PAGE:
Only $2.99/month

Terms in this set (78)

As a result of a poor economy brought about by bankruptcy after the Second World War, Britain gradually allowed independence to states that had been part of the empire, though they remained as friends through the new commonwealth, which was (and still is) headed by the monarchy. Since the 1970s especially, there has been renewed interest over the issue of devolution (as well as perhaps independence), to the regions which surround England: Scotland, Northern Ireland, and Wales. The issue had initially been most prominent in Northern Ireland, where a period known as "The Troubles" saw Irish republicans fight against unionists over the issue of Northern Ireland remaining or not remaining with the rest of the U.K. The IRA conducted many assassinations and atrocities during the period, killing three MPs between 1975 and 1990, most notably Airey Neave and Ian Gow, as well as attempting to assassinate Margret Thatcher in Brighton in 1984. The Good Friday Agreement of 1998 ended the troubles, when the government of Tony Blair granted devolution to Northern Ireland. Scotland soon received similar devolution, and in the 2000s and 2010s, the rise of the Scottish National Party resulted in the possibility of Scotland becoming an independent nation was now seriously being considered. The referendum of 2014 saw 55% of people vote to remain in the UK, but due to the apparent failures of the Smith Commission to deliver further autonomy to Scotland, the possibility of complete Scottish autonomy is still an issue being debated.
Imperialism - expansionist and racial nationalists would support imperialism, as they both believe in expanding nations so that either whole ethnicities can be included in one giant state, or that some states are better (and thus should be more dominant) than others due to their characteristics. However, social nationalists would disagree with imperialism due to it's effect on self determination, as so would liberal nationalists, as they believe that all states should have Liberty.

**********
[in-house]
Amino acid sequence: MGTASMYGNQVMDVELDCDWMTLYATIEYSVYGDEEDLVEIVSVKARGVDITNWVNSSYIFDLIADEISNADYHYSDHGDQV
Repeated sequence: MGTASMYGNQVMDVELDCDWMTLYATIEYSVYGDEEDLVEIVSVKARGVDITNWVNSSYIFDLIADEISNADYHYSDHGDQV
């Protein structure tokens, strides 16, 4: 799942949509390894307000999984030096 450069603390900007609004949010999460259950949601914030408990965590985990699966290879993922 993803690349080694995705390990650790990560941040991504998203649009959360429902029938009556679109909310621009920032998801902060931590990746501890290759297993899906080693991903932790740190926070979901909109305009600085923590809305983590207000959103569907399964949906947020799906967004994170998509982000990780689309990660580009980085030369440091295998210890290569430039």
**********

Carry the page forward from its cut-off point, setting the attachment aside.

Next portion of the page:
Human Nature - Conservative nationalists hold a pessimistic view of human nature, as they believe this is the reason why people seek security within the nation. Racial expansionist nationalists would also be pessimistic about human nature, as they believe in nations being formed from ethnicities and groups which have characteristics that make them better than others, thus suggesting that others not in these groups are "not as good". However, Liberal Nationalists would be against human imperfection, as this implies that humans are not capable of looking after themselves, while liberal nationalists support self government. Socialist Nationalists also believe in self rule / determination of states.

Equality - Liberal nationalists are against foreign domination of other states and hegemony, and believe that all states should be equal as they should all have Liberty. Social Nationals also believe that nations should be equal, as they believe that nations should be independent from one another, and thus this would put them theoretically on the same totem pole.

Unity within Nations - Conservative Nationalists strongly enhance the need for national unity, as they believe this provides security, which people need as a result of human imperfection. Racial Nationalists also believe to an extent in unity, as they believe that ethnicities can come together as part of one state alone.